I try the Peugeot glass, allowing the whisky to sit for a few minutes on it’s frigid base, which in turn sits on a lovely hand stitched leather coaster. The cooler spirit holds back some of the aroma, better allowing it to develop on the palate. I find it creamy and rich, and although I can’t get the aniseed specifically, there’s definitely a sense of fruit and nut, with a lingering spice on the finish enhanced by the delicate shape of the glass.

McClellands poured in Nova Scotian Crystal’s Margaree pattern whisky glass

Sailor One has brought a bottle of McClellands Islay Single Malt to add to the bucket. It has no age statement but it goes down very smoothly. In the Peugeot glass the aromas are concentrated and become very smoky, almost overpowering more subtle essences. I put a good glug into the glass, and add a drop of Scottish burn water, courtesy of  Aberfeldy. I find it quite smoky, with just a trace of vanilla and a hint of citrus. The strong Islay character comes through with traces of the sea. Sailor One, who has washed out the Margaree, helps himself to a Gentleman’s Portion. He agrees it has a powerful Islay smoky finish and notices a hint of iodine. He declares the Nova Scotian Crystal glass heavy and serious.

Aultmore of the Foggie Moss

Finally, we turn to a bottle of Aultmore of the Foggie Moss, 12. This once very rare single malt has been released under the Last Great Malts of Scotland banner. It comfortably pours into the Margaree where its warm colour glints among the crystal. This malt comes from high up the Speyside, where the land is damp and the moss is dewey. On the nose I can sense green grass meadows and fresh wild herbs. Sailor One adds a few drops of burn water and declares a citrus note. Sailor Two has packed it in for the night.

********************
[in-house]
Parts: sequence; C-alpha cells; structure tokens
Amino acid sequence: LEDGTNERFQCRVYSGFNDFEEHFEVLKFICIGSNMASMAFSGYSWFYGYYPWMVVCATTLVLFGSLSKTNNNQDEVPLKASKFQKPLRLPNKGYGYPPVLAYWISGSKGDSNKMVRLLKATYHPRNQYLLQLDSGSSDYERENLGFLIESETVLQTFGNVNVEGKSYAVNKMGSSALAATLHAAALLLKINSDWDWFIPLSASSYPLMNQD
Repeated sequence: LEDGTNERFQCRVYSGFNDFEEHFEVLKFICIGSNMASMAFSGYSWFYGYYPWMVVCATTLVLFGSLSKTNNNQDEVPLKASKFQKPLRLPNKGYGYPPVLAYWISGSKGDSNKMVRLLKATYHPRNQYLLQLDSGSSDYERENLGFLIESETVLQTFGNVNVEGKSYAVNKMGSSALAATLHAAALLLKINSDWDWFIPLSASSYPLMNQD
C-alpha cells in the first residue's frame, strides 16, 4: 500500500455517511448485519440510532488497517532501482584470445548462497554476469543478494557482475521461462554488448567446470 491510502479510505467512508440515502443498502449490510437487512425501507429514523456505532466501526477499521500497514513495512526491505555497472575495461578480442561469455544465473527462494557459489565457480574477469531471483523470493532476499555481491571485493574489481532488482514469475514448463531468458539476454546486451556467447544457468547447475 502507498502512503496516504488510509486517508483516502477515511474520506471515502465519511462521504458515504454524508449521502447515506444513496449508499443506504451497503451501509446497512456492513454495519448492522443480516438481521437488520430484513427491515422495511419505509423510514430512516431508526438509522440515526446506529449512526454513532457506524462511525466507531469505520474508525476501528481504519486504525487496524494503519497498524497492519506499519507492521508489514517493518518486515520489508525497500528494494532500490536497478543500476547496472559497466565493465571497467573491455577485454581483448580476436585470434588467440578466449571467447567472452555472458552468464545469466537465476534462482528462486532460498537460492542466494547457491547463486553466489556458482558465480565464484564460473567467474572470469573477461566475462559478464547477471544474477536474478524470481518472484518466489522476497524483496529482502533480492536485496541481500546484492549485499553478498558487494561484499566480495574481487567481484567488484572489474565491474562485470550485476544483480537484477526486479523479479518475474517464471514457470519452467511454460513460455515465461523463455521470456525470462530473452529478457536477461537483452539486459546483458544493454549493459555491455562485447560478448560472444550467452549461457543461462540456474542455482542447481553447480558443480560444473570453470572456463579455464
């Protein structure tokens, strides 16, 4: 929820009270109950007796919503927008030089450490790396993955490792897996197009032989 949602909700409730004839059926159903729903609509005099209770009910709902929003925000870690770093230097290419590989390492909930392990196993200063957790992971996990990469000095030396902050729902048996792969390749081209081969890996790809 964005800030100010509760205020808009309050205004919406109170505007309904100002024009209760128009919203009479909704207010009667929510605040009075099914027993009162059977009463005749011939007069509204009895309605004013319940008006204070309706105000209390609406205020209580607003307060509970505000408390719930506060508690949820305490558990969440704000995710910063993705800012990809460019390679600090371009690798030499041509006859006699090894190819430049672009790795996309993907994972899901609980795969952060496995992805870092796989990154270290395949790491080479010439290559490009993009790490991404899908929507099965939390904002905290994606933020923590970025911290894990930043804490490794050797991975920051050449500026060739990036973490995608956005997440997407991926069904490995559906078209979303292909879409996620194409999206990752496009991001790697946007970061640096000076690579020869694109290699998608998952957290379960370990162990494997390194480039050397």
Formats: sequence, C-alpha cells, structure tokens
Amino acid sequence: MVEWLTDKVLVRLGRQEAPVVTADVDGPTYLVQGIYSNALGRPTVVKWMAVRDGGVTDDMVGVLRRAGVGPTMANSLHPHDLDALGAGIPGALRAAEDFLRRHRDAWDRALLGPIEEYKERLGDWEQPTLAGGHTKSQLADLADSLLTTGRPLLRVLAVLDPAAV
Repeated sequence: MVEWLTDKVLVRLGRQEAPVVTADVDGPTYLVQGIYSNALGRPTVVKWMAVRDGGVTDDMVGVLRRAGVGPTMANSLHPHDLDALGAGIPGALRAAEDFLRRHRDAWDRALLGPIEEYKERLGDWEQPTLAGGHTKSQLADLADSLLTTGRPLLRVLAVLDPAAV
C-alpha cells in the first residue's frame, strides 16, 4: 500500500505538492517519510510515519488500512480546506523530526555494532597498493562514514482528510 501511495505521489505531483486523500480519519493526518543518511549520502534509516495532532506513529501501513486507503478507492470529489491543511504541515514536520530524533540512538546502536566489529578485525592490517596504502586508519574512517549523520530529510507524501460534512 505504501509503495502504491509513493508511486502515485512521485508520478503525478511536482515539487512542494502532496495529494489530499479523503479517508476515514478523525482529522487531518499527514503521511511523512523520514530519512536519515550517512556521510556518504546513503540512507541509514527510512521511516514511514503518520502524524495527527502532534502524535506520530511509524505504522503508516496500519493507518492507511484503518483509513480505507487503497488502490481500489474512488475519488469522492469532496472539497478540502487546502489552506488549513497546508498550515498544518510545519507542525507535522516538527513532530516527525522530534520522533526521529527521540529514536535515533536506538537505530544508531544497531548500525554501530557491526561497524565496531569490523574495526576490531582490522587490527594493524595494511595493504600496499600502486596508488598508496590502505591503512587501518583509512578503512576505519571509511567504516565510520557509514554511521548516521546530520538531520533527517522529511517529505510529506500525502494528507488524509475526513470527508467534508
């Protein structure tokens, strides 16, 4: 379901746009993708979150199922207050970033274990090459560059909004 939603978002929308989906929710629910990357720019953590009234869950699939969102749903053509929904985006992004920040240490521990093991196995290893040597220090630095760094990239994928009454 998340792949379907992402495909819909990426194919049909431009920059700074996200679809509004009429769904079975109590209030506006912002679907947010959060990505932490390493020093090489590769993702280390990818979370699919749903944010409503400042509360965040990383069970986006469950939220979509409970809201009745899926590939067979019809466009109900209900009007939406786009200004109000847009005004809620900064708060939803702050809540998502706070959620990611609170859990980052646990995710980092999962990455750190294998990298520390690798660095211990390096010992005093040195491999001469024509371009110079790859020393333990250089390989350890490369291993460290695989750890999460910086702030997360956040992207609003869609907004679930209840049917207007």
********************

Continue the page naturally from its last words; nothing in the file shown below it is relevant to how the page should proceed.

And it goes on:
In anticipation of a good tasting session, I have made a rich cottage pie and it all goes in second helpings. The sailors consume a bottle of good red with their meal, while I stick to Johnny Black in a large crystal glass, diluted and chilled with a large globular iceberg made in my custom Johnny Black mould. I only mention this because it could be that our taste buds were overloaded, even before we began tasting the malts. But we all agreed that we enjoyed all three, and loved trying out the new glasses. As I poured my friends into an Uber, we agreed we couldn’t find a winner. “They are all winners,” called out Sailor Two from the back seat.

Since launching this blog in December 2012, I have apparently tasted and written about more than 50 whiskies. All of them have been good and some of them exceptional. Here’s the full list with links to the original articles. But don’t be a masochist. Just dip in and sample one or two delights!

Aberfeldy, Aberlour, Ardmore Traditional Cask, Ardmore, Auchentoshan 12, Auchentoshan Springwood, Auchroisk, Aultmore 12, The BalvenieBenromach, Black Grouse, Bowmore Legend, Craigellachie, Dalwhinnie 15, Deveron, Dewar’s White Label, Dougie MacLean’s Caledonia Selection, Edradour, Glen Breton Rare, Glenfiddich 30, Glenmorangie 10, Haig Club Single Grain Scotch Whisky, Haig Clubman, Highland Park 12Highland Park 18, Highland Park 25, Johnnie Walker Explorer’s Club, Johnnie Walker Gold Label Reserve, Johnny Walker Black, Johnny Walker Blue, Johnny Walker Double Black, Lagavulin 16, Laphroaig Quarter Cask, Laphroaig 18, Longmorn 16, Macallan 15Macallan 18, McClelland’s, Mortlach, Old Pultney, Royal Brackla, Säntis Swiss Highlander Appenzeller Single Malt, Speyburn Solera 25, St George’s English Whisky Ch 14, St George’s English Whisky, Te Bheag, The Balvenie New Oak 17, The Balvenie Signature 12, The Famous Grouse Smoky Black, The Glenlivet French Oak Reserve 15, The Glenlivet 18, The Glenlivet Nàdurra, The Macallan 12, The Macallan Fine Oak 17 and The Singleton of Glendullan.